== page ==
\ Jens Thoms Toerring ___
    \__________________________ http://toerring.de
    Jens Thoms Toerring, Jun 3, 2008
    #6
  7. pereges

    santosh Guest

    wrote:

    > FILE streams may very well be implemented entirely in memory.


    How would you be able to access disk files (or named files) with fopen
    if this were so? I think C streams need some kind persistent storage.
    Maybe I'm not thinking this out though.
    santosh, Jun 3, 2008
    #7
  8. pereges

    Bartc Guest

    "pereges" <> wrote in message
    news:...
    > I've to store an array of structures:
    >
    > typedef struct
    > {
    > double origin[3];
    > double e_field_at_origin_real, e_field_at_origin_imag;
    > double direction[3];
    > double pathlength;
    > int depth;
    > }ray;
    >
    > A single instance occupies 80 bytes of memory on my machine. I need
    > to store an array of more than 1,000,000 structures. My program is
    > failing if the array size exceeds 400,000 because I other big data
    > structures to store as well. Do you think it will be a better idea to
    > store the list on a file and use the file as an array ?


    I first read this as 80GB. 80MB doesn't sound that much and you're failing
    at 32MB anyway; what do all the other tables add up to?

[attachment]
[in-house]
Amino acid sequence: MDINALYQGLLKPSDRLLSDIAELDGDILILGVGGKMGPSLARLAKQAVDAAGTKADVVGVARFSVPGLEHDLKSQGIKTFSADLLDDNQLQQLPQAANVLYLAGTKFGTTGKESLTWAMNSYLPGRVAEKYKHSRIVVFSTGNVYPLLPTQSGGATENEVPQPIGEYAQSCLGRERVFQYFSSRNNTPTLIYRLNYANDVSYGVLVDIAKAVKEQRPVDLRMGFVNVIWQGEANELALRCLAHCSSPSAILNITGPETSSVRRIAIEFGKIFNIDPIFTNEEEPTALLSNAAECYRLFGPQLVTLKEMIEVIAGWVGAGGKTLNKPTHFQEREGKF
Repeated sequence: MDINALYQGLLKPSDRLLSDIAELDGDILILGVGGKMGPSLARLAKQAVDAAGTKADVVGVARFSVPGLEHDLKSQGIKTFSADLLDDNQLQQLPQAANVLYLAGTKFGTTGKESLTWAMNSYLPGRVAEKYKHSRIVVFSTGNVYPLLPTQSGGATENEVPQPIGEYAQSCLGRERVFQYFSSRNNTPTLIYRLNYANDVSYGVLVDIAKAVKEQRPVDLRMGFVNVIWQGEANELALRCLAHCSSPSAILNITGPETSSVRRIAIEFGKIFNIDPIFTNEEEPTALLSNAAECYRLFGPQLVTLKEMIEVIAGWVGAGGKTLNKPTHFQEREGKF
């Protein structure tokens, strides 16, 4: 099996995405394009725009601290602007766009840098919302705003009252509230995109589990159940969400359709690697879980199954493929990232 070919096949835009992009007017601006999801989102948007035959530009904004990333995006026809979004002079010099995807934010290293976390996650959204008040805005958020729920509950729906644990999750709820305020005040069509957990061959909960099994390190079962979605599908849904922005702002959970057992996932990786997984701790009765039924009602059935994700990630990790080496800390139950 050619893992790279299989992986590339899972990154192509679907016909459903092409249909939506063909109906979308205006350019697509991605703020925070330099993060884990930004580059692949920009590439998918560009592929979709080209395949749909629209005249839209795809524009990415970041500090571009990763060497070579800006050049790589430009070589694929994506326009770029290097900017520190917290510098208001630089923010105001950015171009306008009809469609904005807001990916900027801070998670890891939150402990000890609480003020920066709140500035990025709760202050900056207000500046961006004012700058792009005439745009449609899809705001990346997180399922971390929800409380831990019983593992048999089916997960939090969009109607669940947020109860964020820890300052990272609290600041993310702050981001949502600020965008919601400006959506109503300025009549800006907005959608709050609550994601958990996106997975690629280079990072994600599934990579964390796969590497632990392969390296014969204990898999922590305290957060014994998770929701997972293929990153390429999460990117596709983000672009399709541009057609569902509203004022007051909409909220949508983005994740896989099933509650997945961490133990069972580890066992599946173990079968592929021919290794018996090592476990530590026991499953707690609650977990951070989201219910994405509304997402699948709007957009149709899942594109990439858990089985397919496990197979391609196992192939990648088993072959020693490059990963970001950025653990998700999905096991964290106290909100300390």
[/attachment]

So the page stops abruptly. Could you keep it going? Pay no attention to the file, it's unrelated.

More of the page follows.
How you thought at all of using float instead of double? That'll pretty much
    halve the requirement to 40MB (but will still fail it seems).

    Where do the fields origin and direction come from? If they are simply
    copies of points in other data structures, you might be able to store
    pointers or indices to those points instead (so 24 bytes becomes 4 bytes).

    Or possibly the same origin or direction is shared amongst many different
    rays; then it may be possible to store one copy only of each xyz value and
    again use indices or pointers to it. This will require some analysis.

    When some years ago I had to store large numbers of xyz points in memory
    (together with transformation data and other stuff), I created a packed (not
    compressed) record format. This worked well when a large proportion of
    values were 0.0 or 1.0, or had many trailing zero bits. But access is then
    much more complex and slower.

    It might also be possible (depending on exactly what your appl does), to
    partition the task, say into regions. And it could be that you can do a
    region at a time and the number of rays for each region is much smaller than
    for the entire task.

    As for storing the file on disk: your virtual memory system should easily be
    able to cope with an extra 80MB or so. If not then you should see what else
    is using the memory. Or maybe just install more ram as someone suggested...

    --
    Bartc
    Bartc, Jun 4, 2008
    #8
    1. Advertising

Want to reply to this thread or ask your own question?

It takes just 2 minutes to sign up (and it's free!). Just click the sign up button to choose a username and then you can ask your own questions on the forum.
Similar Threads
  1. Replies:
    3
    Views:
    427
    Jon Paal
    Jan 17, 2006
  2. toton
    Replies:
    11
    Views:
    696
    toton
    Oct 13, 2006
  3. Jonathan Wood
    Replies:
    1
    Views:
    498
    Jonathan Wood
    Jun 2, 2008
  4. mk
    Replies:
    3
    Views:
    539
  5. mk
    Replies:
    10
    Views:
    367
    castironpi
    Jul 18, 2008
Loading...

Share This Page